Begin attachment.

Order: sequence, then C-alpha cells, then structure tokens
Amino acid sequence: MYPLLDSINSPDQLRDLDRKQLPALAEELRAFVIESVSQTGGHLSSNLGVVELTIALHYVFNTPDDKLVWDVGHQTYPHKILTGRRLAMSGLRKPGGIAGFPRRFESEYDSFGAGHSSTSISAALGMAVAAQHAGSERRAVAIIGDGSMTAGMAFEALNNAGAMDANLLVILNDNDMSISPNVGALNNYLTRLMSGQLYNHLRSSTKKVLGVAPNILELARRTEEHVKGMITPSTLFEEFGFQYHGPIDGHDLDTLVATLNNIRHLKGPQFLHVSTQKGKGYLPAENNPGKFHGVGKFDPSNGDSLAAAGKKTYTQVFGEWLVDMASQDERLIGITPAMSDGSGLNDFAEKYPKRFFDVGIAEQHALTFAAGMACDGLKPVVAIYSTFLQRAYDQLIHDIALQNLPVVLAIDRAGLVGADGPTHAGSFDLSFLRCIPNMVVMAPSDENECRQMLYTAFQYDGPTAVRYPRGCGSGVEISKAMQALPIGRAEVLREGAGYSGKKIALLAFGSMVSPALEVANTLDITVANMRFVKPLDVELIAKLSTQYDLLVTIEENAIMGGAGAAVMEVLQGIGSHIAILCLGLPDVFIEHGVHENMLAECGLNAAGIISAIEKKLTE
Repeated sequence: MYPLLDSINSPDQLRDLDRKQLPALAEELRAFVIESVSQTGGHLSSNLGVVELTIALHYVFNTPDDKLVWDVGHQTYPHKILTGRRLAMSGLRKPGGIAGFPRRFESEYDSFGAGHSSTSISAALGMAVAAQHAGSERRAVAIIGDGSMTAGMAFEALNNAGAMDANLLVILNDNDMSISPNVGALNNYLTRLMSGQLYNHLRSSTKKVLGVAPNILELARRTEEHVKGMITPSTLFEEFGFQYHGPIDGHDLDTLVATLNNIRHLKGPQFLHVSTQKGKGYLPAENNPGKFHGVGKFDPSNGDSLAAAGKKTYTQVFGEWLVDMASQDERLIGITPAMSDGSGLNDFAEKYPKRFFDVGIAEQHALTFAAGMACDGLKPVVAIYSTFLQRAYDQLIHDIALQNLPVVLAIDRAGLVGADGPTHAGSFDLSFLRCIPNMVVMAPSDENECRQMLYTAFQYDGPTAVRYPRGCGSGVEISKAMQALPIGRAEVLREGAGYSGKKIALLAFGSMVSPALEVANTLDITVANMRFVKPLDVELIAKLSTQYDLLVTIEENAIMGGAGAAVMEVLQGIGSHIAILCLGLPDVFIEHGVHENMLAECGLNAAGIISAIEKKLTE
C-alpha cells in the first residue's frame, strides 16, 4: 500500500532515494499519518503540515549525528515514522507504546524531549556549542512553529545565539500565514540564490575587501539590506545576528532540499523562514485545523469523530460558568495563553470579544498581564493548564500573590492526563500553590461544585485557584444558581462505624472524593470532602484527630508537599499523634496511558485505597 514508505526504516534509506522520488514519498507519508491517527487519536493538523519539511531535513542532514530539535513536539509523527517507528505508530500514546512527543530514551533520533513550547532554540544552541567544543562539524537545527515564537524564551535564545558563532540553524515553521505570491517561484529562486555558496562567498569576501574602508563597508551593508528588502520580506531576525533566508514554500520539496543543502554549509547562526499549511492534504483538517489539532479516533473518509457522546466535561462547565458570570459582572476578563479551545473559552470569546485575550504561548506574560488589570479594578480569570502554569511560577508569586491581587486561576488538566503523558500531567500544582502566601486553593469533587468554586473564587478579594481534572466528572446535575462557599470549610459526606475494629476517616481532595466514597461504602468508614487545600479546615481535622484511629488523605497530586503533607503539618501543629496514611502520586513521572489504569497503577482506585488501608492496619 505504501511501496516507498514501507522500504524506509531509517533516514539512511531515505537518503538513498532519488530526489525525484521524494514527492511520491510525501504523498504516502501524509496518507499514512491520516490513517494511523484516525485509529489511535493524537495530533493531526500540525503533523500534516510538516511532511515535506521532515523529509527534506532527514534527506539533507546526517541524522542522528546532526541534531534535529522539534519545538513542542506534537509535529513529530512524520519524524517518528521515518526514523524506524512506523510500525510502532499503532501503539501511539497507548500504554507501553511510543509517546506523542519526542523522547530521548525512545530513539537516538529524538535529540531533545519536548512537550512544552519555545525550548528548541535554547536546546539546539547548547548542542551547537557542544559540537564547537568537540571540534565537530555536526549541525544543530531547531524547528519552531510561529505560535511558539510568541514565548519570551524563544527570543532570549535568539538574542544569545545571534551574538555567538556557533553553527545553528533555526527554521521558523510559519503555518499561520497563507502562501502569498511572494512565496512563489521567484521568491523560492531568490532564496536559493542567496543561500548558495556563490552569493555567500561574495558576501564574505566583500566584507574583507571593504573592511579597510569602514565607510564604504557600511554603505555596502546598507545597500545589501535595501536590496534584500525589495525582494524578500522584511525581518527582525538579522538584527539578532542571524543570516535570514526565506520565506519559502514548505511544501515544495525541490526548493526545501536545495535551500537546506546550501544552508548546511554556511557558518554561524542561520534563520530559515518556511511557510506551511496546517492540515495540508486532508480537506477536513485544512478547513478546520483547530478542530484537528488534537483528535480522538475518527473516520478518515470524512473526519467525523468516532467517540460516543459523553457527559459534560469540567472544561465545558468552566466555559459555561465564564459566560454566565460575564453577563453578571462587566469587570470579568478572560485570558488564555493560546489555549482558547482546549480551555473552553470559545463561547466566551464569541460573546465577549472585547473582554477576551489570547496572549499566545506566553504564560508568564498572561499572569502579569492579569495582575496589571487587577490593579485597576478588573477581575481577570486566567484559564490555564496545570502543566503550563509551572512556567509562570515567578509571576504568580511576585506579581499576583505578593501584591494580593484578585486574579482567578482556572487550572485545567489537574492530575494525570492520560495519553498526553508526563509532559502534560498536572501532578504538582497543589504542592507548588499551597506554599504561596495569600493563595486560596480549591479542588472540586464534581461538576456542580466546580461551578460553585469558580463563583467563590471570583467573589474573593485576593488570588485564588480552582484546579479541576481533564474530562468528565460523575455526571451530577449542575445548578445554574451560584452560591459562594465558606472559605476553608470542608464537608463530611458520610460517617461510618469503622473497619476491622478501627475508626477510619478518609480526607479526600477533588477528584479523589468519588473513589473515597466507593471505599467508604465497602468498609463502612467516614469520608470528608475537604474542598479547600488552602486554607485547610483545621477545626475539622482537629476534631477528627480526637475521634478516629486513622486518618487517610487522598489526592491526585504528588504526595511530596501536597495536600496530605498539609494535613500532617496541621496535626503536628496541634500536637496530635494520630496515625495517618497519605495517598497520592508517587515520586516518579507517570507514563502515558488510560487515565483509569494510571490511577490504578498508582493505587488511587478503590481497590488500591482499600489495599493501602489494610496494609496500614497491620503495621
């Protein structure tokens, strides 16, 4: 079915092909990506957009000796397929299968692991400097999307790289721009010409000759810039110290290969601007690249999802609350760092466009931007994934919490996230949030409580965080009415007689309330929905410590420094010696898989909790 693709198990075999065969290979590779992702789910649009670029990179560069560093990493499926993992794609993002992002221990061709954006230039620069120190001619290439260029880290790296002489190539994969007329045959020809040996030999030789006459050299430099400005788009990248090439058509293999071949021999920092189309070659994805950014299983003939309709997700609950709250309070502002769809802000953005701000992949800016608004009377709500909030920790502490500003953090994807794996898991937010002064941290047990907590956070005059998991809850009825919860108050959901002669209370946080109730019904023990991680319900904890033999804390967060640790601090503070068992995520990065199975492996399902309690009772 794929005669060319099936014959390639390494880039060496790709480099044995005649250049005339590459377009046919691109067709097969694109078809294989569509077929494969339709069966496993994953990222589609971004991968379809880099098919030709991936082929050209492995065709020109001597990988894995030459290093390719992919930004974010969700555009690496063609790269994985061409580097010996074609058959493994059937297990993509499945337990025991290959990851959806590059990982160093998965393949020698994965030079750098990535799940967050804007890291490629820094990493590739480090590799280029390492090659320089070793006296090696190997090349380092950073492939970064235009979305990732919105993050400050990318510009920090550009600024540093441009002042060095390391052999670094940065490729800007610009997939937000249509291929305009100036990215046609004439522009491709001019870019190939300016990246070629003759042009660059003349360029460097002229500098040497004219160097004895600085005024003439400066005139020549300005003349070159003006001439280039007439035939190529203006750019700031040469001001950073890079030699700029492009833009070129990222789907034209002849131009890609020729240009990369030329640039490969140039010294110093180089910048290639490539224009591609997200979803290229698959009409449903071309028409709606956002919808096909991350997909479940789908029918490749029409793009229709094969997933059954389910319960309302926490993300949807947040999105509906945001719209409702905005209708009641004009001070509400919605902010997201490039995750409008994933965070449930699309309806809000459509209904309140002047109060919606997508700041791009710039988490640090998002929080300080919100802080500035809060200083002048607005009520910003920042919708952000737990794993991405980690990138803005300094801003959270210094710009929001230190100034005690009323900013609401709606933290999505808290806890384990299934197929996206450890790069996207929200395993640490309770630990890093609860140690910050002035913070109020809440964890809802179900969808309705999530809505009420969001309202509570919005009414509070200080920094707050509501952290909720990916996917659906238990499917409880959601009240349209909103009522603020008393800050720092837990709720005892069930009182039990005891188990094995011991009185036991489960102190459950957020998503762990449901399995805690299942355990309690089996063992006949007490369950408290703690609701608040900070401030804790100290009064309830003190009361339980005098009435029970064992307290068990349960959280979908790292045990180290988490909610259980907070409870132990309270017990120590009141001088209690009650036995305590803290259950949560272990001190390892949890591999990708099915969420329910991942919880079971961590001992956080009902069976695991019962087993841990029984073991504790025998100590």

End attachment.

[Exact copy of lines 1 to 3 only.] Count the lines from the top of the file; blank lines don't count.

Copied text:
Order: sequence, then C-alpha cells, then structure tokens
Amino acid sequence: MYPLLDSINSPDQLRDLDRKQLPALAEELRAFVIESVSQTGGHLSSNLGVVELTIALHYVFNTPDDKLVWDVGHQTYPHKILTGRRLAMSGLRKPGGIAGFPRRFESEYDSFGAGHSSTSISAALGMAVAAQHAGSERRAVAIIGDGSMTAGMAFEALNNAGAMDANLLVILNDNDMSISPNVGALNNYLTRLMSGQLYNHLRSSTKKVLGVAPNILELARRTEEHVKGMITPSTLFEEFGFQYHGPIDGHDLDTLVATLNNIRHLKGPQFLHVSTQKGKGYLPAENNPGKFHGVGKFDPSNGDSLAAAGKKTYTQVFGEWLVDMASQDERLIGITPAMSDGSGLNDFAEKYPKRFFDVGIAEQHALTFAAGMACDGLKPVVAIYSTFLQRAYDQLIHDIALQNLPVVLAIDRAGLVGADGPTHAGSFDLSFLRCIPNMVVMAPSDENECRQMLYTAFQYDGPTAVRYPRGCGSGVEISKAMQALPIGRAEVLREGAGYSGKKIALLAFGSMVSPALEVANTLDITVANMRFVKPLDVELIAKLSTQYDLLVTIEENAIMGGAGAAVMEVLQGIGSHIAILCLGLPDVFIEHGVHENMLAECGLNAAGIISAIEKKLTE
Repeated sequence: MYPLLDSINSPDQLRDLDRKQLPALAEELRAFVIESVSQTGGHLSSNLGVVELTIALHYVFNTPDDKLVWDVGHQTYPHKILTGRRLAMSGLRKPGGIAGFPRRFESEYDSFGAGHSSTSISAALGMAVAAQHAGSERRAVAIIGDGSMTAGMAFEALNNAGAMDANLLVILNDNDMSISPNVGALNNYLTRLMSGQLYNHLRSSTKKVLGVAPNILELARRTEEHVKGMITPSTLFEEFGFQYHGPIDGHDLDTLVATLNNIRHLKGPQFLHVSTQKGKGYLPAENNPGKFHGVGKFDPSNGDSLAAAGKKTYTQVFGEWLVDMASQDERLIGITPAMSDGSGLNDFAEKYPKRFFDVGIAEQHALTFAAGMACDGLKPVVAIYSTFLQRAYDQLIHDIALQNLPVVLAIDRAGLVGADGPTHAGSFDLSFLRCIPNMVVMAPSDENECRQMLYTAFQYDGPTAVRYPRGCGSGVEISKAMQALPIGRAEVLREGAGYSGKKIALLAFGSMVSPALEVANTLDITVANMRFVKPLDVELIAKLSTQYDLLVTIEENAIMGGAGAAVMEVLQGIGSHIAILCLGLPDVFIEHGVHENMLAECGLNAAGIISAIEKKLTE